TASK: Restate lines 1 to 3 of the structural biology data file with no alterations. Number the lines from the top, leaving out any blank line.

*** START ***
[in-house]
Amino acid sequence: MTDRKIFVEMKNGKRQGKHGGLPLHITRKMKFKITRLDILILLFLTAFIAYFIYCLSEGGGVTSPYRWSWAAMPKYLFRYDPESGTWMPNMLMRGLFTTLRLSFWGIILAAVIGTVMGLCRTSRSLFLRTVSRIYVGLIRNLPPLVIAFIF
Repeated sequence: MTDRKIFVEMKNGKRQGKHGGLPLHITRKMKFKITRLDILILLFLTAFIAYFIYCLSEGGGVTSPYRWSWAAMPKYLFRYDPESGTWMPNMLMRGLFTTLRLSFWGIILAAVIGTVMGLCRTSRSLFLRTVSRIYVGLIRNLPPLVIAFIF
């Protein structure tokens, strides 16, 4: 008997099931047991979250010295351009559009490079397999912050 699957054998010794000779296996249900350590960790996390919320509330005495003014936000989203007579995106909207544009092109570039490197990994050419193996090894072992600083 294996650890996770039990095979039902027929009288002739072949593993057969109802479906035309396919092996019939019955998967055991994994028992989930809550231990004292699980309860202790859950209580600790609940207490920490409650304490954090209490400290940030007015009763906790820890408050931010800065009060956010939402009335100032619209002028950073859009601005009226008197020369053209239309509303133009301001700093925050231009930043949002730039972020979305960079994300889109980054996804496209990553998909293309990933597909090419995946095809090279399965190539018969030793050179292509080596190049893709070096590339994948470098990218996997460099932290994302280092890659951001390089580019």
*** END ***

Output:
[in-house]
Amino acid sequence: MTDRKIFVEMKNGKRQGKHGGLPLHITRKMKFKITRLDILILLFLTAFIAYFIYCLSEGGGVTSPYRWSWAAMPKYLFRYDPESGTWMPNMLMRGLFTTLRLSFWGIILAAVIGTVMGLCRTSRSLFLRTVSRIYVGLIRNLPPLVIAFIF
Repeated sequence: MTDRKIFVEMKNGKRQGKHGGLPLHITRKMKFKITRLDILILLFLTAFIAYFIYCLSEGGGVTSPYRWSWAAMPKYLFRYDPESGTWMPNMLMRGLFTTLRLSFWGIILAAVIGTVMGLCRTSRSLFLRTVSRIYVGLIRNLPPLVIAFIF